Eavesdrop and Take Notes

Photo Credit: Frank Selmo (frankselmo on Flickr)

I’m always looking for inspiration for my next short story, novel, blog post, characters, setting, etc. While my dreams provide the foundation for many stories, some of them are a little too out there to mold into anything useful. I’ll be the first to admit my muse and I don’t always get along. There are times when we don’t talk, but if I’m going to take this writing thing seriously, which I do, I can’t go around making excuses.

“We value results, not excuses.”

So, what can you do when you’re fresh out of ideas and your muse is on vacation? Eavesdrop and take notes. I know as kids we’re taught listening in on other people’s conversation is rude, but I’m not convinced it applies to writers. After all, are we not tasked with observing the world around us and capturing it with words?

And while you’re noting story ideas, plot twist, dialect, key phrases, or potential conflict, go ahead and note how people interact. What are their hands doing while they speak/listen? How do facial expressions change? How are they sitting (leaning close/away or a combo)? How much eye contact is going on? Are people standing? If so, how are their bodies positioned? Straight? Angled? Weight shifted to one leg?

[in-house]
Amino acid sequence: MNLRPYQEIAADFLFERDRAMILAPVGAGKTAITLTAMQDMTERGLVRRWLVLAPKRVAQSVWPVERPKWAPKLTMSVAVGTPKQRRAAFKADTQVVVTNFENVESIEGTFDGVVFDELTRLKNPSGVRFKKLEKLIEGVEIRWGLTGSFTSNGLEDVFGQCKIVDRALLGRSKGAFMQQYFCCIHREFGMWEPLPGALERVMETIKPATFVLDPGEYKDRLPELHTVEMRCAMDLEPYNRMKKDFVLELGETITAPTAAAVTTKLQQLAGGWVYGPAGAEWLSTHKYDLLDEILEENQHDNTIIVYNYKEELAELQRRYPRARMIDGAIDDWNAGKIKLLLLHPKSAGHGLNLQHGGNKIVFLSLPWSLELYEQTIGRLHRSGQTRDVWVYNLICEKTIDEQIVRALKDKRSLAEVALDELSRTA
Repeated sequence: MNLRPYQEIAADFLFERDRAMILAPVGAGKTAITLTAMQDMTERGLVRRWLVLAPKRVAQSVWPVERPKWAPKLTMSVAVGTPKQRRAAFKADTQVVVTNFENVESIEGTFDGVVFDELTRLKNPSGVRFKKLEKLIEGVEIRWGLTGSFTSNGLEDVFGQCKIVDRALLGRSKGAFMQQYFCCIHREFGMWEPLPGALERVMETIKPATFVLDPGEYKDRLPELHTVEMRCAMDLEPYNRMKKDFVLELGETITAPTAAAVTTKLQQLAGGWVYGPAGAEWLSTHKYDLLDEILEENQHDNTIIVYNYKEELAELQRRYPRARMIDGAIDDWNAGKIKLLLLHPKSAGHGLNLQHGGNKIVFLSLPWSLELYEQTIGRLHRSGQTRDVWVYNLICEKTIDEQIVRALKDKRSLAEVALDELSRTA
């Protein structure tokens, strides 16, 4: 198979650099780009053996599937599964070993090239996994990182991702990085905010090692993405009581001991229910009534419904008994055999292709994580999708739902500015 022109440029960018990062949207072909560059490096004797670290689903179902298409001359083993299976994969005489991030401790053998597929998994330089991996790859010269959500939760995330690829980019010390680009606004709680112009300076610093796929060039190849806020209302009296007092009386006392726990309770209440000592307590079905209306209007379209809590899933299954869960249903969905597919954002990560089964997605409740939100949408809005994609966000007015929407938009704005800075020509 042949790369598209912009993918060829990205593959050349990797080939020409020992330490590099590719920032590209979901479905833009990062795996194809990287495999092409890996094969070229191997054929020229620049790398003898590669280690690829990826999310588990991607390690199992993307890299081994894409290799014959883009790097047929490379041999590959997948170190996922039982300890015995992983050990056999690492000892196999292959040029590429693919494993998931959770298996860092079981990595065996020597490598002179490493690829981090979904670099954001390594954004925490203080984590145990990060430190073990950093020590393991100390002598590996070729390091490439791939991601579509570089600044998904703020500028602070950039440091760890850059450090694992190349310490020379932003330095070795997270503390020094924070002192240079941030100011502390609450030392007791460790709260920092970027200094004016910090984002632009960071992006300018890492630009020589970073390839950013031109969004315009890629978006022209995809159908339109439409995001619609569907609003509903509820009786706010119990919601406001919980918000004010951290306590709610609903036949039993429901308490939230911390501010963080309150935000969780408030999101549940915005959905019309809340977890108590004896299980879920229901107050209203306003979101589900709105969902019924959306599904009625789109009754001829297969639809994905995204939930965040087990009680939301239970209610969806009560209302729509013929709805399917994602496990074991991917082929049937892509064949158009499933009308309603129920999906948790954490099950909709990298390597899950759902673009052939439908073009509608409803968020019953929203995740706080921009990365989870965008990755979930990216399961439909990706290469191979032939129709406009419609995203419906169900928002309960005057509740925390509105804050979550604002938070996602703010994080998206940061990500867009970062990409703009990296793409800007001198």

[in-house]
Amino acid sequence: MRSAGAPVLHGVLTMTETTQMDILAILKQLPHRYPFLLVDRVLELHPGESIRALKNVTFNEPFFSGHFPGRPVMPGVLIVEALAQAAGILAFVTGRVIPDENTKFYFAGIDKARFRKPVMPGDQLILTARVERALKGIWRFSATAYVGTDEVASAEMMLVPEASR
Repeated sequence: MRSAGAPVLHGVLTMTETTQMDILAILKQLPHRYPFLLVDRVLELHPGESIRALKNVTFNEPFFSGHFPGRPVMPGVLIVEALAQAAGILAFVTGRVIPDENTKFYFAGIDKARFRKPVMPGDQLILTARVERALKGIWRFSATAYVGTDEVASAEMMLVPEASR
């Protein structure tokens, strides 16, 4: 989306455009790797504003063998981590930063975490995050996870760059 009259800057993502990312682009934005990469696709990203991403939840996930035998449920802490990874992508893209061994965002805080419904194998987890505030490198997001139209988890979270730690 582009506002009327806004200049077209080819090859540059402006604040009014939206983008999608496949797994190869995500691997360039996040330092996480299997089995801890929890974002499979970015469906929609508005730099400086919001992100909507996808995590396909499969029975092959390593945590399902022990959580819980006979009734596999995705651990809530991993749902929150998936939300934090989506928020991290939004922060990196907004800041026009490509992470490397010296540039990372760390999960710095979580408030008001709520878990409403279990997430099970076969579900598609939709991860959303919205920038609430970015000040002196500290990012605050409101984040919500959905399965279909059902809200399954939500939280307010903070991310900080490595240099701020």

Observe and take notes. Just don’t let them catch you doing it. 🙂

Where do you find inspiration for your work? Have you ever eavesdropped? Do you take notes? Anything from your ‘field study’ you’d like to share?

Another Exercise in Voice

Early, I posted an exercise on Character Voice a.k.a. characters’ attitudes toward their environment.  I had a blast reading the comments in response to how characters would finish the line, “Life’s like a box of chocolates…”

You never know where/when the next ‘light bulb’ moment will happen. My inspiration for the next exercise came to me while driving by a handyman truck with the slogan that read “From Mild to Wild”. My first thought: wish I had my camera, nobody’s gonna believe this. Second thought: a writer could take a line like that anywhere, no matter if they wrote paranormal, romance, horror, crime mysteries, etc. Which made me think how much genre affects the voice of a story. Word choices, sentence flow, details…all vary according to the author’s intent with the story.

My challenge for you comes in the form of this quick prompt.

The third police car concerned him.

Write the next line(s) from two different genres.  Here are a few to choose from, but feel free to add your own: paranormal, fantasy, mystery, thriller, horror, science fiction, romance, humor, chick lit, action adventure. Did you stick to your comfort genre or stray? Were you able to convey the genre through voice?

For tips on Voice, be sure to read Dawn Allen’s and Laura Diamond’s guest blogger posts.